Tuberculosis (commonly shortened to TB ) is an infection caused by the bacterium mycobacterium tuberculosis, which most commonly affects the lungs but can also affect the central nervous system lymphatic system, circulatory system(miliary tuberculosis),genitourinary system, bones and joints.
Tuberculosis is one of the most deadly and common major infectious diseases today infecting one-third of the world population or two billion people. There is a rising number of people in the developed world who contract tuberculosis because they have comprised immune systems,typically as a result of immunosupressive drugs or hiv/aids. These people are at particular risk of tuberculosis infection and active tuberculosis disease.
The neglect of TB control programs, HIV/AIDS, and immigration has caused a resurgence of tuberculosis. TB is a chronic bacterial infection. According to World Health Organization (WHO) estimates, each year, 8 million people worldwide develop active TB and nearly 2 million die.
TB disease was once the leading cause of death in the United States.
Other causes of tuberculosis are as follows-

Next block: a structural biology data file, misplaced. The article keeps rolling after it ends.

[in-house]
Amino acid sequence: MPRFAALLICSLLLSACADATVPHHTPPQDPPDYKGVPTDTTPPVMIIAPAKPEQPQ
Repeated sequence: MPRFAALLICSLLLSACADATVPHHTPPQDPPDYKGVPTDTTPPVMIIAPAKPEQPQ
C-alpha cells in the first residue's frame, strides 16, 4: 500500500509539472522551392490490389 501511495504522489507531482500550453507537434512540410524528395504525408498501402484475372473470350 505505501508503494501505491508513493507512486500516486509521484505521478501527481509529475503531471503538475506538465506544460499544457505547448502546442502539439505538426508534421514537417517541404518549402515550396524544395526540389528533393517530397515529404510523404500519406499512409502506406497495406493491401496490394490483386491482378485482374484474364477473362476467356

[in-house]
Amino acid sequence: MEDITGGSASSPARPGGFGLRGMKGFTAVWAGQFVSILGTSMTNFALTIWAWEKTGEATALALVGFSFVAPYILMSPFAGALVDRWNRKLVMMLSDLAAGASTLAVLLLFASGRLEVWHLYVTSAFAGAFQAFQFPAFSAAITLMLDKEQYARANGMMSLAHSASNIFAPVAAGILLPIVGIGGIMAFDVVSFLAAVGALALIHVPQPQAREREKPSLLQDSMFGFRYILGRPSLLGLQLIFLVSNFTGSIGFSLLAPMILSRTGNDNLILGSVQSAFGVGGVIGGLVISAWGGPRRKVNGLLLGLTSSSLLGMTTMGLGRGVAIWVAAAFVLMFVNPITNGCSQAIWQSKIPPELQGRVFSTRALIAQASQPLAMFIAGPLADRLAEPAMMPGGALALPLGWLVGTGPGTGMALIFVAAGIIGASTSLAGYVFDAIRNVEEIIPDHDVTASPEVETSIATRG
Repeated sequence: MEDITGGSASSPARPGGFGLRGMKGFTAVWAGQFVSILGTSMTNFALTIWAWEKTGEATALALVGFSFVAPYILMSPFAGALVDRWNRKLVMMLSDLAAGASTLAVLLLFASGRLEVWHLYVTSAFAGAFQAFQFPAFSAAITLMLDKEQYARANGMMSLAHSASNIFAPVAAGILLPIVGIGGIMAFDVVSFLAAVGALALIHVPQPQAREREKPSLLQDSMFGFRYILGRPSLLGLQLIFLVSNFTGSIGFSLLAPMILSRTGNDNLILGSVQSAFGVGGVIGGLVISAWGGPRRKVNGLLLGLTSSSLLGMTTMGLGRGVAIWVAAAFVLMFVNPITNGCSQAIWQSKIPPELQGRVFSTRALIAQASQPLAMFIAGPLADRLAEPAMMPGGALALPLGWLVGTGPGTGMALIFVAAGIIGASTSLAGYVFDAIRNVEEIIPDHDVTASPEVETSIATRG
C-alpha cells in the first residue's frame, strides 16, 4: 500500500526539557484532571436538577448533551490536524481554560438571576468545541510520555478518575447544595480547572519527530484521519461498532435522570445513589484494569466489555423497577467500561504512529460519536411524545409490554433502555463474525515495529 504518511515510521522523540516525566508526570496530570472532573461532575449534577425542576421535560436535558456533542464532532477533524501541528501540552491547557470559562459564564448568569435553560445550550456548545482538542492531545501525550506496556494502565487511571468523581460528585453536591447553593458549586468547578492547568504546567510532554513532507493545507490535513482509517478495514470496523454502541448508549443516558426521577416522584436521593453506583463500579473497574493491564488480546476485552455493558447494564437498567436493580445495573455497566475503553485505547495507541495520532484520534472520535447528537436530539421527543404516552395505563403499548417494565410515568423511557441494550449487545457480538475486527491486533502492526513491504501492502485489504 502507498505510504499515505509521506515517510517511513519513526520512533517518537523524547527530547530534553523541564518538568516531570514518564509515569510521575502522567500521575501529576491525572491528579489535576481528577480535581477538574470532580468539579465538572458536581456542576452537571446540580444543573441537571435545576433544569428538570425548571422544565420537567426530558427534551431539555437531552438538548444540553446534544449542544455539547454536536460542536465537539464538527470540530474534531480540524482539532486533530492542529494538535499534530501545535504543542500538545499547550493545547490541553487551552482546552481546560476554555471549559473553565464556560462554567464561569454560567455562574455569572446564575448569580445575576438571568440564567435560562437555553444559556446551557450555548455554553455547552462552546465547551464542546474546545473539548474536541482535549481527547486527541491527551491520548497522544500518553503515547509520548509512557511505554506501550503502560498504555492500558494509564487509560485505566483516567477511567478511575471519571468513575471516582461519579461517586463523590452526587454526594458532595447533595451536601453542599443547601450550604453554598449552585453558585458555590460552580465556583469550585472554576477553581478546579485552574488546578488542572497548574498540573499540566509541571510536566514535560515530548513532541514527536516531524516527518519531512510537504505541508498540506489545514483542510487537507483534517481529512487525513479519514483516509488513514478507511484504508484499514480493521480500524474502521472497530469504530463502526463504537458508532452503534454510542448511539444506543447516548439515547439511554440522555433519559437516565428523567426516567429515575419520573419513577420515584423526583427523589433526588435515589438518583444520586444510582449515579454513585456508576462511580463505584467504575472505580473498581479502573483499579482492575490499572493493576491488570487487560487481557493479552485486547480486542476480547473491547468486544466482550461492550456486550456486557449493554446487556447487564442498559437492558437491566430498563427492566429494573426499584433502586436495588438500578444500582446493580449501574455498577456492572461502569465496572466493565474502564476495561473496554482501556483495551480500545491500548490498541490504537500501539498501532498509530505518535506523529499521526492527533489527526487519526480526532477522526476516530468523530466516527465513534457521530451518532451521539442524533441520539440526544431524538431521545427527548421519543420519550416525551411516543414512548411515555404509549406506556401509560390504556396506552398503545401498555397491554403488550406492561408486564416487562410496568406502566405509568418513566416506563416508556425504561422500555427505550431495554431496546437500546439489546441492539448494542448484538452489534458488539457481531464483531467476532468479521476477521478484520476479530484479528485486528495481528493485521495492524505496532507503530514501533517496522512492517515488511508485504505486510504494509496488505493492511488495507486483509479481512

A person who may have been infected with TB for years and has been perfectly healthy. The time may come when this person suffers a change in health. The cause of this change in health may be another disease like AIDS or diabetes. Or it may be drug or alcohol abuse or a lack of health care because of homelessness.
A person with TB infection will have no symptoms. A person with TB disease may have any, all or none of the following symptoms:
A cough that will not go away.
Feeling tired all the time.
Loss of appetite.
Coughing up blood.
If you have active TB, your doctor may recommend that you take 4 medicines:
It’s very important that you take all the medicine given to you. For the medicines to work at curing your tuberculosis, you must not skip a single dose.
Avoid drinking alcohol or taking acetaminophen (brand name: Tylenol) while you’re taking the tuberculosis medicine. Tell your doctor about any other medicines you may be taking.
Your doctor may also order several sputum and blood tests to be done while you are being treated for tuberculosis. (Sputum is phlegm coughed up from deep inside the lungs.) These tests can be done by the nurse or at a clinic.